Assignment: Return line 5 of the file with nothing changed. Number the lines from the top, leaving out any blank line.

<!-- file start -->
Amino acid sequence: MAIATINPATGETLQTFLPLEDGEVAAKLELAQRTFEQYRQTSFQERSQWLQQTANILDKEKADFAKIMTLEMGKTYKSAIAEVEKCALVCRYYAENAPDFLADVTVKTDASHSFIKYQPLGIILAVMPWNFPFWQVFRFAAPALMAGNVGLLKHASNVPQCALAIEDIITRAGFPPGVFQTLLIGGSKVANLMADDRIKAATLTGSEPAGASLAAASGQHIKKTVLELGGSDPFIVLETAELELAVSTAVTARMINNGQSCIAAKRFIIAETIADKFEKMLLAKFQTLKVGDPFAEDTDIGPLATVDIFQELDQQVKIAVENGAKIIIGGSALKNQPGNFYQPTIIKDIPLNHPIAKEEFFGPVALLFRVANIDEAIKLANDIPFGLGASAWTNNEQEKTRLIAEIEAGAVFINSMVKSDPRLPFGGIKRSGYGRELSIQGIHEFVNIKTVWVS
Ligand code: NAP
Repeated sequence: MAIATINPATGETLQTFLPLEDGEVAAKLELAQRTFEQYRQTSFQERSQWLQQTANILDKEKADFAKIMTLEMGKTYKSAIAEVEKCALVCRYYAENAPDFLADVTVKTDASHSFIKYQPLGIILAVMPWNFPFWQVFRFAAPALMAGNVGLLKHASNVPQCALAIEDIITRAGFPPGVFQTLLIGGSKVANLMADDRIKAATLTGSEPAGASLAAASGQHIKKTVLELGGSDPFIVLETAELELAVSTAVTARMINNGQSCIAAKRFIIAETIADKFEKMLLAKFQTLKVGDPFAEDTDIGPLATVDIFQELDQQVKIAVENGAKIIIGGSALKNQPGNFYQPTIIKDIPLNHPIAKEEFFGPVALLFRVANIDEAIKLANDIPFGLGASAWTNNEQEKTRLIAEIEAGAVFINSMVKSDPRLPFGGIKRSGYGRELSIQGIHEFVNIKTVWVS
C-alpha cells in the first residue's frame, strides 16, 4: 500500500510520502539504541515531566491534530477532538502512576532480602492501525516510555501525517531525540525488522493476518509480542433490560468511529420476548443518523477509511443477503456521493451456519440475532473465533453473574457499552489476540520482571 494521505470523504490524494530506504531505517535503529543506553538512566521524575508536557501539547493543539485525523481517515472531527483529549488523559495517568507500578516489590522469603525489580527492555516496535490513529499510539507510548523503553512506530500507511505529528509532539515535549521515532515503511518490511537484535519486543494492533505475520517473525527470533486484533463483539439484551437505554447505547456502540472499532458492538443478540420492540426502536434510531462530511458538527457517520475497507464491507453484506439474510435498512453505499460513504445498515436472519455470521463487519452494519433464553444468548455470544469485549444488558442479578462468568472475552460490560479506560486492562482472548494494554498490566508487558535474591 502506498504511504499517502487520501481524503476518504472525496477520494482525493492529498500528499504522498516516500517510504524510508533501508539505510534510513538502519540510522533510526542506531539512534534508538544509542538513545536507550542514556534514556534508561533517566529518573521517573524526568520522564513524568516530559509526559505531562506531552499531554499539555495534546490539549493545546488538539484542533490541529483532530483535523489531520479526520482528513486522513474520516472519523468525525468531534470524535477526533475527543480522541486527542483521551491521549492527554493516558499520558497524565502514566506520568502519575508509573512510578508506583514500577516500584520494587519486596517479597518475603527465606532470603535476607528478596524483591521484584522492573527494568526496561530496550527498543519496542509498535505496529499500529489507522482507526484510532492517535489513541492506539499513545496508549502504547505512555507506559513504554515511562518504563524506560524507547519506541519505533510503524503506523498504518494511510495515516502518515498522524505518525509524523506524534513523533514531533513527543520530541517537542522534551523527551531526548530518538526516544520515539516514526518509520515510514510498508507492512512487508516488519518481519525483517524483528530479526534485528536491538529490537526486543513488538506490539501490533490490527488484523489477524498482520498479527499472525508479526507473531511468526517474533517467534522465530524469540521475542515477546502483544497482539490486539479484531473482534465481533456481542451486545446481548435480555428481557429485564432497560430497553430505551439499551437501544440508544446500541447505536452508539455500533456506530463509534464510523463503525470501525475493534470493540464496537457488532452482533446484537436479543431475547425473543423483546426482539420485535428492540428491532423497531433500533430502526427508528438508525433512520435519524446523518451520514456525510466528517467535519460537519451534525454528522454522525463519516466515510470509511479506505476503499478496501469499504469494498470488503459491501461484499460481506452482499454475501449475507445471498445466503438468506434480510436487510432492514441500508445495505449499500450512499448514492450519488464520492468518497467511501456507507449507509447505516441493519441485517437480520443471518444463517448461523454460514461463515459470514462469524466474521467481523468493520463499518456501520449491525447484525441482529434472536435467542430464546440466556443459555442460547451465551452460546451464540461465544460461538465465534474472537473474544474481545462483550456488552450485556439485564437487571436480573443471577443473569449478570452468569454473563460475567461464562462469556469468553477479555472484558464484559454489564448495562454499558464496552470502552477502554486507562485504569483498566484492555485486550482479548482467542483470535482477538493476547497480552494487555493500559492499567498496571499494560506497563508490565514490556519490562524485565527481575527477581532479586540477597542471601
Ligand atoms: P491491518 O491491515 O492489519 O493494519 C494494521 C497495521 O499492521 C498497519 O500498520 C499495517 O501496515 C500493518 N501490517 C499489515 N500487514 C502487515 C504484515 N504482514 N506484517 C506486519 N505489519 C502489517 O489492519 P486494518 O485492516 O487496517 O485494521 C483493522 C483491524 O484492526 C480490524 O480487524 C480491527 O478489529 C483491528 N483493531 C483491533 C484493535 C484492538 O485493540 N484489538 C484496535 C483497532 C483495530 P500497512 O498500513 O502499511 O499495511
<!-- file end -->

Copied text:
Ligand atoms: P491491518 O491491515 O492489519 O493494519 C494494521 C497495521 O499492521 C498497519 O500498520 C499495517 O501496515 C500493518 N501490517 C499489515 N500487514 C502487515 C504484515 N504482514 N506484517 C506486519 N505489519 C502489517 O489492519 P486494518 O485492516 O487496517 O485494521 C483493522 C483491524 O484492526 C480490524 O480487524 C480491527 O478489529 C483491528 N483493531 C483491533 C484493535 C484492538 O485493540 N484489538 C484496535 C483497532 C483495530 P500497512 O498500513 O502499511 O499495511